Does the aircon setting cause you grief? What makes an office attractive to you?January 29, 2015 / By
In Singapore I travel to work by public transport. An easy, stress-free, 25 minute journey from door to door. However, with my move back to Europe edging closer the memories of long traffic jams and delayed underground journeys quickly surface.
Easy access to your workplace… It’s often mentioned as a crucial driver of employee satisfaction. We put this to the test in a recent poll, in which we asked office workers around the globe which features are most attractive to them in a workplace – and how well their employers deliver them.
Unsurprisingly, accessibility ranks first (figure 1). The data suggests a good location doesn’t necessarily equate to a central location, though. Proximity to home, the quality & quantity of nearby amenities as well green spaces all rank above a location in the city centre/ CBD.
Technology and ambiance round out the top 3. With new tech solutions quickly changing the way we work (and play), it’s perhaps no surprise that employees find an office equipped with the latest technology attractive. A good ambiance is also easy to relate to. Take for example the office temperature. I can remember a colleague actually taking in her woolly jumper even in the middle of summer; the office air conditioning drove her up the wall and prohibited her from being productive. After the top three, the picture becomes more muddled, including a ‘long tail’ of characteristics that represent a smaller -but significant- number of respondents value.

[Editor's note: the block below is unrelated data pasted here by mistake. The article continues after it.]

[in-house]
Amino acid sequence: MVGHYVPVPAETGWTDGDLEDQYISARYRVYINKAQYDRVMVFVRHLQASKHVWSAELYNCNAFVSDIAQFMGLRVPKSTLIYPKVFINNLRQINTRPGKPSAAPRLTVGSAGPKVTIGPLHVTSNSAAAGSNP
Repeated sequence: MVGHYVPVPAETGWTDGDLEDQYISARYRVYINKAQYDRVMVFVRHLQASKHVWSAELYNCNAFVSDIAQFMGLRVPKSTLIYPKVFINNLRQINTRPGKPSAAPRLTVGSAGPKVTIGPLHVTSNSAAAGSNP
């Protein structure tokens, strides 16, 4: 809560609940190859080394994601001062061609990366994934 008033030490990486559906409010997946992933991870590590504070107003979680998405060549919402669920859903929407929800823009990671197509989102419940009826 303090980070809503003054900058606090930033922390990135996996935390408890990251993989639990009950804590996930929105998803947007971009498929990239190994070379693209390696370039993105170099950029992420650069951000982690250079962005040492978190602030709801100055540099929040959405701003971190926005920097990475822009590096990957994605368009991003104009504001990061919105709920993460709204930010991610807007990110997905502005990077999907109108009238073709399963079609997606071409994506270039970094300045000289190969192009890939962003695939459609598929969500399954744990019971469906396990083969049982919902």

Companies often don’t provide what’s most important to staff!
When we compare these features to how well employers deliver them, a different picture emerges (figure 2). Accessibility is ranked as the most important factor, but employees feel this is well provided for. This demonstrates that the emphasis that corporate real estate (CRE) teams have placed on location strategies has been worthwhile and generally aligns with high staff expectations.
However, employers aren’t meeting their employees’ expectations around technology and ambience. These crucial factors show the highest disconnect between value and delivery, and can therefore be easily earmarked as areas for improvement/investment.
Some easy wins for corporates…
Beyond location and the physical environment (technology, ambience), both of which often require heavy investment and disruption when they are changed, the survey reveals that there are some easy ways for corporates to ensure happy employees. For example, offering wellness services (offering gym membership, yoga classes etc) as well as education and enrichment services. While these services and amenities that enhance the workplace experience are deemed as fairly important by employees
surveyed, they are almost never catered for. Hence, provision of such services could potentially be a relatively low investment but high impact way to improve employee satisfaction. Some leading companies (especially technology companies) have started investing in workplace amenities and results have been great, supported by strong evidence in the form of employee satisfaction scores before and after implementation.
Expect corporates (and CRE teams) to increasingly explore improving ‘workplace experience’ as it could generate competitive advantage in a corporate environment where the war on talent rages on.
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